But last month, Abassi, who declined to be interviewed, pleaded guilty to relatively minor charges that did not include any terrorism enhancements that could have sent him to prison for years, and he is not contesting a deportation order.

The case was a rare setback for the FBI and federal prosecutors, which have successfully targeted suspected terrorists using sting operations, typically ending with the defendants about to embark on what they believe is a terrorist attack with fake weapons or bombs supplied by the bureau. Guilty verdicts and long prison sentences follow.


Friday, August 15, 2014

Bulger files appeal

BOSTON–Convicted gangster James “Whitey” Bulger filed an appeal in federal court Thursday arguing he didn’t get a fair trial because he wasn’t able to claim he was promised immunity from a now-dead prosecutor.

The 84-year-old former crime boss was convicted a year ago on sweeping federal racketeering charges that included involvement in 11 murders. He is serving two consecutive life terms in a high-security federal prison in Arizona.

His seven-week trial gripped Boston while dredging up tales of morbid killings and mob activity stretching back decades. Some of the testimony against Mr. Bulger came from admitted killers who struck deals with prosecutors. The trial also recounted on how Mr. Bulger and his cohorts enjoyed protection from corrupt law-enforcement agents.

But Mr. Bulger, who spent 16 years on the run before his 2011 arrest, refused to testify. Instead, he called his trial a sham because a judge ruled he couldn’t use his immunity defense.

The 200-page appeal, filed in the U.S. Court of Appeals for the First Circuit, argued his decision to not testify was involuntary.

“The court precluded the defendant from raising his immunity arrangements at trial in any form, including but not limited to, cross-examining adverse witnesses, presenting any evidence through his own witnesses, and most importantly, testifying to the agreement himself,” the defense said.

A spokeswoman for the U.S. Attorney’s office in Boston, which prosecuted Mr. Bulger, said they are reviewing the filing and will respond through the court.


Thursday, August 14, 2014

Whitey Bulger Attorneys to File Appeal Thursday

Attorneys for former Boston crime boss James "Whitey" Bulger say they expect to file an appeal of the convictions that sent him to prison for life.

The 84-year-old Bulger was convicted last year in a broad racketeering case, including 11 killings and other gangland crimes in the 1970s and 80s.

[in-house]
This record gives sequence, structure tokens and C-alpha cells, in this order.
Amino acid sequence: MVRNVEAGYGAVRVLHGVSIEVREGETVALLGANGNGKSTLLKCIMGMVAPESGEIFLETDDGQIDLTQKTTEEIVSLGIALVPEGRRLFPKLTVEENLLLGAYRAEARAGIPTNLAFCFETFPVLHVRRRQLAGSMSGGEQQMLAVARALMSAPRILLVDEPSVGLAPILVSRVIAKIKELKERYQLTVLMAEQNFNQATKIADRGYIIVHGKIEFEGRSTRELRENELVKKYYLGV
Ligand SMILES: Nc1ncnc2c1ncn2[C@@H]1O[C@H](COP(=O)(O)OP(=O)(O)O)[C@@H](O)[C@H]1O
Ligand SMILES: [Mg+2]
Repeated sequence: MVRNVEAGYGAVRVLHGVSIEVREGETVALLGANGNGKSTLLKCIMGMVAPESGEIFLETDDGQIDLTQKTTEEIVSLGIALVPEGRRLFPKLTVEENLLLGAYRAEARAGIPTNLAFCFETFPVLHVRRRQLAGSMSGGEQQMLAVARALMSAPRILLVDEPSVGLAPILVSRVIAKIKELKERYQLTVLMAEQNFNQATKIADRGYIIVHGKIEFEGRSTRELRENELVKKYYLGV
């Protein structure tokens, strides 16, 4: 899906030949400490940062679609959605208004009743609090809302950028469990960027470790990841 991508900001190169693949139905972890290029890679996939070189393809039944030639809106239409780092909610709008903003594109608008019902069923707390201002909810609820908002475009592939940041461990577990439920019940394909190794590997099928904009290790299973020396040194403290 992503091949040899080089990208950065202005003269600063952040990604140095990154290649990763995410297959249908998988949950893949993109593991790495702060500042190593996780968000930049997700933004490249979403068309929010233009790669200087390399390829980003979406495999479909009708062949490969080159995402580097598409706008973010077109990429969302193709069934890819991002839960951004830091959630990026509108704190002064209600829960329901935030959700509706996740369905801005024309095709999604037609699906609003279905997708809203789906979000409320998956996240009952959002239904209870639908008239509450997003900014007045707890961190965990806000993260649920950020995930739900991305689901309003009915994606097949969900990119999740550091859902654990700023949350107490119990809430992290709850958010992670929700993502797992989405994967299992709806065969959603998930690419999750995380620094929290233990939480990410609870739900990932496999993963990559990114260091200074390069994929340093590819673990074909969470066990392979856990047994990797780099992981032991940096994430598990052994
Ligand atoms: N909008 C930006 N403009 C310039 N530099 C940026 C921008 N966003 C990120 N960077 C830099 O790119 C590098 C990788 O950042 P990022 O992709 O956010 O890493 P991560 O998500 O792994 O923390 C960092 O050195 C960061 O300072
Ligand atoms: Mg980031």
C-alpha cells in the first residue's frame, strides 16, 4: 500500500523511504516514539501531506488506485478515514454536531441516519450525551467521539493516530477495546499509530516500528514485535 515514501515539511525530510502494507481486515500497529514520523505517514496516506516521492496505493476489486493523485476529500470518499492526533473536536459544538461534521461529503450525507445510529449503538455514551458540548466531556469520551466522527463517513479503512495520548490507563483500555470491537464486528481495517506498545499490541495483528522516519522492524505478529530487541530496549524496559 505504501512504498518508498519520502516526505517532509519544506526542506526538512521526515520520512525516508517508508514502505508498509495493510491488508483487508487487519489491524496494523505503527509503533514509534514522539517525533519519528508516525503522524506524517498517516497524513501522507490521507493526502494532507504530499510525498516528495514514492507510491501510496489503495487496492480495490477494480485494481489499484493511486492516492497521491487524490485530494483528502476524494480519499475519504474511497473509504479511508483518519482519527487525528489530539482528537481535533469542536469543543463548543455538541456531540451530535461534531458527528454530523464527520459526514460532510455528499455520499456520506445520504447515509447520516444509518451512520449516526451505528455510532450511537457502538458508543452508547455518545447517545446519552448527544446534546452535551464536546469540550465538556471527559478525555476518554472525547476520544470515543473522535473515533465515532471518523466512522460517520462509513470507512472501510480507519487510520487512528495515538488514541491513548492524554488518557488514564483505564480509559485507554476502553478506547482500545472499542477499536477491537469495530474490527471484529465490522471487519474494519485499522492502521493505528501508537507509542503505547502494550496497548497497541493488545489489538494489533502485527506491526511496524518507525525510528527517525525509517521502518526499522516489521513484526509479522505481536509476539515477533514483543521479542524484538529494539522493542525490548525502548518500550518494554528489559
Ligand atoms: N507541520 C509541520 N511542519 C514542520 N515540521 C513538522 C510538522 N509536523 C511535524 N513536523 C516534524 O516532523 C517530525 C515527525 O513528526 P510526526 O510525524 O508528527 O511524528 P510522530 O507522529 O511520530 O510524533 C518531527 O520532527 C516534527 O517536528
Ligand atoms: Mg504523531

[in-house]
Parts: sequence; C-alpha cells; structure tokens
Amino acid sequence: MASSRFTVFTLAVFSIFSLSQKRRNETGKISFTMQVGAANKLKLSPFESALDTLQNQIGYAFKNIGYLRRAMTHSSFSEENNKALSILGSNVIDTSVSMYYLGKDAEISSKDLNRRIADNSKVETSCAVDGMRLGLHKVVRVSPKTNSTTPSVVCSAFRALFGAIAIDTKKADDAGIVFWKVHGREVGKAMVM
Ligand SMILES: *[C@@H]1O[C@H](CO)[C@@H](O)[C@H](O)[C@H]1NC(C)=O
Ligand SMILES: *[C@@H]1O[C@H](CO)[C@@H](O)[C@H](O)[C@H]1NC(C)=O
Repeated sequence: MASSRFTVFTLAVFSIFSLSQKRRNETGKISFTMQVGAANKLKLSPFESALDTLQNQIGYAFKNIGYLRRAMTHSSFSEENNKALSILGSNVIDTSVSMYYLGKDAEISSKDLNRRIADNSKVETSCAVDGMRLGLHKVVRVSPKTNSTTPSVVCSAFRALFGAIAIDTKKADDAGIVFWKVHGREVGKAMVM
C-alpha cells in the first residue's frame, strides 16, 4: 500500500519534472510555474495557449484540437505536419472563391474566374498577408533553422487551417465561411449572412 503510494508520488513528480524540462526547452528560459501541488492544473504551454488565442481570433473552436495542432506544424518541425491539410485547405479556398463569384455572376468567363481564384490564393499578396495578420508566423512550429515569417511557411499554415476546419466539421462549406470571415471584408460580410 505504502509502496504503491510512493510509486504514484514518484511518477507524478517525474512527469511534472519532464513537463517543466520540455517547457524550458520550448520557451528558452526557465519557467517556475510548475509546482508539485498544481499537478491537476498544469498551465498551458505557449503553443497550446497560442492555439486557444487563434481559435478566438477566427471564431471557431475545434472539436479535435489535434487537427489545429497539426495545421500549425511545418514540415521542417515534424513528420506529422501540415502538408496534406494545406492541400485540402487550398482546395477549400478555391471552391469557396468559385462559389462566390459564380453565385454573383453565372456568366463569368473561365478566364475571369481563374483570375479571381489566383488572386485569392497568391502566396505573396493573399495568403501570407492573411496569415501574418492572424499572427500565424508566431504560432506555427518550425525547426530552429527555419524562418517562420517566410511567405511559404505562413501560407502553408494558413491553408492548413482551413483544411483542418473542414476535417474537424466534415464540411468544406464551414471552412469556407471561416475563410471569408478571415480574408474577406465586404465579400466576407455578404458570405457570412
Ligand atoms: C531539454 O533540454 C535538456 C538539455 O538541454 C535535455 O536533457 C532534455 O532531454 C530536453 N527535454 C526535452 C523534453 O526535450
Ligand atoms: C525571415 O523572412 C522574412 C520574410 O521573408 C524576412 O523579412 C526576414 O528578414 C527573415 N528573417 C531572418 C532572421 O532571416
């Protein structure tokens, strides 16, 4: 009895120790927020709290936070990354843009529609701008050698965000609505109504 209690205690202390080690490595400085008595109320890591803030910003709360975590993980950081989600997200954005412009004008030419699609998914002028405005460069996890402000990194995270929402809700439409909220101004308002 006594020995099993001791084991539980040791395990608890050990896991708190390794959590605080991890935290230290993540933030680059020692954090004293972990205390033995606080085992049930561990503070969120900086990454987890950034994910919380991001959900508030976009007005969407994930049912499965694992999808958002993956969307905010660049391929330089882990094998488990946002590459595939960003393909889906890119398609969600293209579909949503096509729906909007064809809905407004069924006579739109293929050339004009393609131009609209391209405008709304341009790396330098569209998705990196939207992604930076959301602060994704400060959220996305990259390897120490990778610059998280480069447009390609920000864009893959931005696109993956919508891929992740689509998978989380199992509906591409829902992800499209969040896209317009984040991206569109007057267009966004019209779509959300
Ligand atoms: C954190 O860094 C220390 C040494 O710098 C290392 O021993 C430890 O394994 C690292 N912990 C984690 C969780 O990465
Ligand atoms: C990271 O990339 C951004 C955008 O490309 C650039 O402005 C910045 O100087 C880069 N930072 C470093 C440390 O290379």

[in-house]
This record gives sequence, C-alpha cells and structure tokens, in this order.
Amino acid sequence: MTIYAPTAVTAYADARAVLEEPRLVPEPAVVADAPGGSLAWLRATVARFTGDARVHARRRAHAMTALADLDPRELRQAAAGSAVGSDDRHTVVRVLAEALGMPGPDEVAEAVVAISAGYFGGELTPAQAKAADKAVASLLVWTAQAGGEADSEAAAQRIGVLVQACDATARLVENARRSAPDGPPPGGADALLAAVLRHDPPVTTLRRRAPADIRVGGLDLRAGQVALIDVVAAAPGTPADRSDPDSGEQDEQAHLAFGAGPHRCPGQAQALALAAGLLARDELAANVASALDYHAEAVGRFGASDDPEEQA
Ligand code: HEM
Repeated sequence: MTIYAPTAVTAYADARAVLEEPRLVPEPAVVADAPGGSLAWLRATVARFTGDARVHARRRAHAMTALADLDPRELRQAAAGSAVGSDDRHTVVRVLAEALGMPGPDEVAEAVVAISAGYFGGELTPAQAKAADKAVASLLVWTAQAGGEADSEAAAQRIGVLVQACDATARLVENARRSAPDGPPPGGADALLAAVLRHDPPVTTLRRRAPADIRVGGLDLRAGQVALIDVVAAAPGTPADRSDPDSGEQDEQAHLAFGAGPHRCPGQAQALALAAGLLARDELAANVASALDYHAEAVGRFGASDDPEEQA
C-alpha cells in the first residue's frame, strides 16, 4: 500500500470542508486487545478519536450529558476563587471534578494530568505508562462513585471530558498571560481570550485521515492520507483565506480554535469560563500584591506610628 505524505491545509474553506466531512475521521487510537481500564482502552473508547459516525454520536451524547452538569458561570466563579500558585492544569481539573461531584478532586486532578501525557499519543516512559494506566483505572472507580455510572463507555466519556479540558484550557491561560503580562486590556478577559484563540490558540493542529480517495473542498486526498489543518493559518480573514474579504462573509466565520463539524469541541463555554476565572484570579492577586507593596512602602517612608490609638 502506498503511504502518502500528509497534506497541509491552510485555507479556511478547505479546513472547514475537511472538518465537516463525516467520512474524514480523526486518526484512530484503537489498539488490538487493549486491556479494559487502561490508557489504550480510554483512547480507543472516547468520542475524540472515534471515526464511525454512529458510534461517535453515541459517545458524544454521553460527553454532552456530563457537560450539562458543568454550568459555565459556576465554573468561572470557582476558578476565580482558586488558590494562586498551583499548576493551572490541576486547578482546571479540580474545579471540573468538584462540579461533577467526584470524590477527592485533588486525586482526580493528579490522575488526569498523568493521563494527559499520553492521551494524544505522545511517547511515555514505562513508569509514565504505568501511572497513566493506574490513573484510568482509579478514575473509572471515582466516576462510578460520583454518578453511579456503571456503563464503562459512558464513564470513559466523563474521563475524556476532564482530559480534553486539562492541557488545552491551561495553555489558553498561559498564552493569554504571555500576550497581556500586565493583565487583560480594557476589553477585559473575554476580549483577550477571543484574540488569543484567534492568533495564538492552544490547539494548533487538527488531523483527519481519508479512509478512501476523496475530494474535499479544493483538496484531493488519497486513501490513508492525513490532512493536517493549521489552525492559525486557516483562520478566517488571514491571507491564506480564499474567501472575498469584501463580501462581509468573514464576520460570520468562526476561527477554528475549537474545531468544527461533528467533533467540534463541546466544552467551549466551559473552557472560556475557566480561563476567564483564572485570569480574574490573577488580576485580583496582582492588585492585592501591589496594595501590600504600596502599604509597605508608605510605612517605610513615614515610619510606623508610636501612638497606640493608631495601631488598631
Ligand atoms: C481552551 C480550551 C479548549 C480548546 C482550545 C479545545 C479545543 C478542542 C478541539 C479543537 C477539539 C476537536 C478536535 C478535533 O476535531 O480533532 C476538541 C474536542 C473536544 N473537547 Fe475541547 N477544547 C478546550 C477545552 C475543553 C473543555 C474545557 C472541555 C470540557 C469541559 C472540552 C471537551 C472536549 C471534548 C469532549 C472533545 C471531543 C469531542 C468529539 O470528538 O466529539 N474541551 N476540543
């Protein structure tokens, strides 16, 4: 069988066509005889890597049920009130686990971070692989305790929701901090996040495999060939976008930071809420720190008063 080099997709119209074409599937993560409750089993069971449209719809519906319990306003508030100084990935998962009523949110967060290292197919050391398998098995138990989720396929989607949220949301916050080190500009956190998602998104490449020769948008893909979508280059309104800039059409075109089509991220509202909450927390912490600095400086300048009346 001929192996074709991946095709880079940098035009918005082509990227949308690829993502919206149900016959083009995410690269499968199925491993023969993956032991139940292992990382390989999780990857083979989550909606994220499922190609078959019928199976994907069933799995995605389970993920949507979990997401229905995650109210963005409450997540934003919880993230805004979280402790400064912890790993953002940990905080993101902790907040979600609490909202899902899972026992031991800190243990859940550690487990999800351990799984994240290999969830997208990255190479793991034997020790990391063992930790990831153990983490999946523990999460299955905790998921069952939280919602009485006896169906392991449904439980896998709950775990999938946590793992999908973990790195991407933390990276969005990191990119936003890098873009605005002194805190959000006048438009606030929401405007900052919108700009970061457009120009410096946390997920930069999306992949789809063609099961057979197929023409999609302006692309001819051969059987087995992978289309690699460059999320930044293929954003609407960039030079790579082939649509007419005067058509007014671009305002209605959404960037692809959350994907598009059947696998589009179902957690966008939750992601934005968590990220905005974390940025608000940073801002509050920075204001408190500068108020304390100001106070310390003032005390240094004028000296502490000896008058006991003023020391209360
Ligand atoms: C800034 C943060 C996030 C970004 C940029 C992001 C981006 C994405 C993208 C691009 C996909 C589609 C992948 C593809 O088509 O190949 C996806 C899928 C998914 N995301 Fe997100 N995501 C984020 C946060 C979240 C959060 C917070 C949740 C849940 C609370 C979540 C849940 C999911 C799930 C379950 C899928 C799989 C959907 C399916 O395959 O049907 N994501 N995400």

The appeal is to be filed Thursday with the 1st U.S. Circuit Court of Appeals. Bulger's lawyers previously have said he believes he should have been allowed to argue that a now-deceased federal prosecutor gave him immunity.
Bulger headed Boston's Irish mob and was an FBI informant against the rival New England Mafia. His case became an embarrassment for the FBI when it was learned corrupt agents accepted bribes and protected him.
He was a fugitive for 16 years until his 2011 arrest in California.

Wednesday, August 13, 2014

The informants: Manufacturing terror

On the surface, the scene unfolds without any hint of intrigue. A young Muslim convert named Darren Griffin meets fellow congregants at a local mosque in northwest Ohio. In addition to sharing the same faith as his new friends, they enjoy similar interests: watching sports, playing video games, working out at the local gym, and discussing international affairs. Except the scene ends tragically with a string of arrests, a national media frenzy, and self-congratulation among federal officials claiming to have foiled yet another terrorist plot.

The only problem is that Griffin was an FBI plant and the terror plot he supposedly helped thwart was entirely manufactured by the United States government. Purely on the strength of Griffin's aggressive recruitment tactics, three young American Muslims received prison sentences ranging from eight to 20 years.

Similar scenarios have played out in many cities across the US during the past decade. "Informants", the new documentary film from Al Jazeera's Investigative Unit, explores a phenomenon that has been far more pervasive than the media, government officials, or community leaders have acknowledged. In addition to sharing the heart-wrenching stories of the victims of these entrapment tactics, the film is unique because it shines a light on the informants themselves, highlighting the crucial role that they played in actively enlisting young men who never demonstrated any inclinations toward engaging in violence.